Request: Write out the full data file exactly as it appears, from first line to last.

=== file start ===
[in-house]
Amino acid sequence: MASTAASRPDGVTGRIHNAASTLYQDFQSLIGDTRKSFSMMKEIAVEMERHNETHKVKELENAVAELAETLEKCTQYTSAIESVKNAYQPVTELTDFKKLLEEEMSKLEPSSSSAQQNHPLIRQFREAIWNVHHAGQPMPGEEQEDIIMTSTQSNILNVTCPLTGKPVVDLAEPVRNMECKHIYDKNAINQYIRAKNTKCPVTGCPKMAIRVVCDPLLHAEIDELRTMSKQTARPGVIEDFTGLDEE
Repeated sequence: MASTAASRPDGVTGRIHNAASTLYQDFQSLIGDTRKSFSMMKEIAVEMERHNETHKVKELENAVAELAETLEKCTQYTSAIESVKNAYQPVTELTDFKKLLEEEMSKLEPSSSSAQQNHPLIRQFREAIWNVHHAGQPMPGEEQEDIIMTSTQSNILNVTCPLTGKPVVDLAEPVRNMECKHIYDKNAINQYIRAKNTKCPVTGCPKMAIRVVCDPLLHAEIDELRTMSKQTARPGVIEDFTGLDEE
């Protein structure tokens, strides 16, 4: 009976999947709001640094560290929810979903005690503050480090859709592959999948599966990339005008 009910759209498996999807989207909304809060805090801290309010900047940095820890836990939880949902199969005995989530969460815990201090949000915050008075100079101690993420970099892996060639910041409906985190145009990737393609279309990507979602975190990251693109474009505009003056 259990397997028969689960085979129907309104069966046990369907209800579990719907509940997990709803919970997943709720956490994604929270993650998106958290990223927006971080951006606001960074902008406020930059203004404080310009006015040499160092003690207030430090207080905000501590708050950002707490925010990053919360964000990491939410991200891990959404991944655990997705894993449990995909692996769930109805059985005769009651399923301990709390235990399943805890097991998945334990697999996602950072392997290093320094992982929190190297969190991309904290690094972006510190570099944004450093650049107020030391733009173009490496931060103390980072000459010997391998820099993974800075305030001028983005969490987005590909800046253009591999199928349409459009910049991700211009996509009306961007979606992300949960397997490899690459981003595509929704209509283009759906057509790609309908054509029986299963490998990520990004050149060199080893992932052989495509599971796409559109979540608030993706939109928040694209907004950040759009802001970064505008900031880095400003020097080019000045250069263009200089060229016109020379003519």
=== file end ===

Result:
[in-house]
Amino acid sequence: MASTAASRPDGVTGRIHNAASTLYQDFQSLIGDTRKSFSMMKEIAVEMERHNETHKVKELENAVAELAETLEKCTQYTSAIESVKNAYQPVTELTDFKKLLEEEMSKLEPSSSSAQQNHPLIRQFREAIWNVHHAGQPMPGEEQEDIIMTSTQSNILNVTCPLTGKPVVDLAEPVRNMECKHIYDKNAINQYIRAKNTKCPVTGCPKMAIRVVCDPLLHAEIDELRTMSKQTARPGVIEDFTGLDEE
Repeated sequence: MASTAASRPDGVTGRIHNAASTLYQDFQSLIGDTRKSFSMMKEIAVEMERHNETHKVKELENAVAELAETLEKCTQYTSAIESVKNAYQPVTELTDFKKLLEEEMSKLEPSSSSAQQNHPLIRQFREAIWNVHHAGQPMPGEEQEDIIMTSTQSNILNVTCPLTGKPVVDLAEPVRNMECKHIYDKNAINQYIRAKNTKCPVTGCPKMAIRVVCDPLLHAEIDELRTMSKQTARPGVIEDFTGLDEE
């Protein structure tokens, strides 16, 4: 009976999947709001640094560290929810979903005690503050480090859709592959999948599966990339005008 009910759209498996999807989207909304809060805090801290309010900047940095820890836990939880949902199969005995989530969460815990201090949000915050008075100079101690993420970099892996060639910041409906985190145009990737393609279309990507979602975190990251693109474009505009003056 259990397997028969689960085979129907309104069966046990369907209800579990719907509940997990709803919970997943709720956490994604929270993650998106958290990223927006971080951006606001960074902008406020930059203004404080310009006015040499160092003690207030430090207080905000501590708050950002707490925010990053919360964000990491939410991200891990959404991944655990997705894993449990995909692996769930109805059985005769009651399923301990709390235990399943805890097991998945334990697999996602950072392997290093320094992982929190190297969190991309904290690094972006510190570099944004450093650049107020030391733009173009490496931060103390980072000459010997391998820099993974800075305030001028983005969490987005590909800046253009591999199928349409459009910049991700211009996509009306961007979606992300949960397997490899690459981003595509929704209509283009759906057509790609309908054509029986299963490998990520990004050149060199080893992932052989495509599971796409559109979540608030993706939109928040694209907004950040759009802001970064505008900031880095400003020097080019000045250069263009200089060229016109020379003519």